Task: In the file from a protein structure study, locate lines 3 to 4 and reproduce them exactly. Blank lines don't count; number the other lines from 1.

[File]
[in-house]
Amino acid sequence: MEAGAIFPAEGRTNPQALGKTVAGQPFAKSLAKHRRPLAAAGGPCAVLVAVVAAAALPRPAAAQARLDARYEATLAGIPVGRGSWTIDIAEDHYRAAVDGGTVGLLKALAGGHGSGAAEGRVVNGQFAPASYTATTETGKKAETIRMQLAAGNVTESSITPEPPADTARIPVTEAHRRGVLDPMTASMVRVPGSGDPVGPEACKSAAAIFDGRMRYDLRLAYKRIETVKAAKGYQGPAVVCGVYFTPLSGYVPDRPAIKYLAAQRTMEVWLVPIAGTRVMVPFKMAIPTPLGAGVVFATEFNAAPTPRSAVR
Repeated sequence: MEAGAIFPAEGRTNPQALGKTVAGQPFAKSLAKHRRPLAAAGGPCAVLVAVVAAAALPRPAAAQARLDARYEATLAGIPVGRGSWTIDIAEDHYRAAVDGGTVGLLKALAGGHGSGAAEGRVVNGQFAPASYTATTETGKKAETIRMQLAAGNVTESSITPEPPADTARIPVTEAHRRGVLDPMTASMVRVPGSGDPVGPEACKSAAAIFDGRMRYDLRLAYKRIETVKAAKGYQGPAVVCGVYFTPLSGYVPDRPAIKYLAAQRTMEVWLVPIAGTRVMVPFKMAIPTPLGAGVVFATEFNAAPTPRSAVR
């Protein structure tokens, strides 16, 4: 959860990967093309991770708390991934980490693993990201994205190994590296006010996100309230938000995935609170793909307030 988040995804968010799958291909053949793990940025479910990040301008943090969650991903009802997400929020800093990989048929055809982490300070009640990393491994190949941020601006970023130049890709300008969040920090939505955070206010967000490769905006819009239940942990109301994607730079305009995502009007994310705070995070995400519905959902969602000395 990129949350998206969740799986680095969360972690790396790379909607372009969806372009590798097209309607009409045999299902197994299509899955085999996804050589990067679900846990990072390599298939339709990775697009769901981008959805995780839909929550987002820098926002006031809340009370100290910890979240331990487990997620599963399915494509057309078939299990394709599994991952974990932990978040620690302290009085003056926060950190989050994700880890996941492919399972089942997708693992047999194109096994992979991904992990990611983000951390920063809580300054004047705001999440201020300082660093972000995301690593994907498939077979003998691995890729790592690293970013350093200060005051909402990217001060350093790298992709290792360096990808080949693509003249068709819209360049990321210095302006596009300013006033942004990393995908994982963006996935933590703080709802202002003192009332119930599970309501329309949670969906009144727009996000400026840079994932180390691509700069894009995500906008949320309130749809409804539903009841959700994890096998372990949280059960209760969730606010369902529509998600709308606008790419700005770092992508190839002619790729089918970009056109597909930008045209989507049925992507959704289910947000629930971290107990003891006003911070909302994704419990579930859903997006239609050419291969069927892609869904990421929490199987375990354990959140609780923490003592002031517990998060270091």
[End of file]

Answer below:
Repeated sequence: MEAGAIFPAEGRTNPQALGKTVAGQPFAKSLAKHRRPLAAAGGPCAVLVAVVAAAALPRPAAAQARLDARYEATLAGIPVGRGSWTIDIAEDHYRAAVDGGTVGLLKALAGGHGSGAAEGRVVNGQFAPASYTATTETGKKAETIRMQLAAGNVTESSITPEPPADTARIPVTEAHRRGVLDPMTASMVRVPGSGDPVGPEACKSAAAIFDGRMRYDLRLAYKRIETVKAAKGYQGPAVVCGVYFTPLSGYVPDRPAIKYLAAQRTMEVWLVPIAGTRVMVPFKMAIPTPLGAGVVFATEFNAAPTPRSAVR
């Protein structure tokens, strides 16, 4: 959860990967093309991770708390991934980490693993990201994205190994590296006010996100309230938000995935609170793909307030 988040995804968010799958291909053949793990940025479910990040301008943090969650991903009802997400929020800093990989048929055809982490300070009640990393491994190949941020601006970023130049890709300008969040920090939505955070206010967000490769905006819009239940942990109301994607730079305009995502009007994310705070995070995400519905959902969602000395 990129949350998206969740799986680095969360972690790396790379909607372009969806372009590798097209309607009409045999299902197994299509899955085999996804050589990067679900846990990072390599298939339709990775697009769901981008959805995780839909929550987002820098926002006031809340009370100290910890979240331990487990997620599963399915494509057309078939299990394709599994991952974990932990978040620690302290009085003056926060950190989050994700880890996941492919399972089942997708693992047999194109096994992979991904992990990611983000951390920063809580300054004047705001999440201020300082660093972000995301690593994907498939077979003998691995890729790592690293970013350093200060005051909402990217001060350093790298992709290792360096990808080949693509003249068709819209360049990321210095302006596009300013006033942004990393995908994982963006996935933590703080709802202002003192009332119930599970309501329309949670969906009144727009996000400026840079994932180390691509700069894009995500906008949320309130749809409804539903009841959700994890096998372990949280059960209760969730606010369902529509998600709308606008790419700005770092992508190839002619790729089918970009056109597909930008045209989507049925992507959704289910947000629930971290107990003891006003911070909302994704419990579930859903997006239609050419291969069927892609869904990421929490199987375990354990959140609780923490003592002031517990998060270091």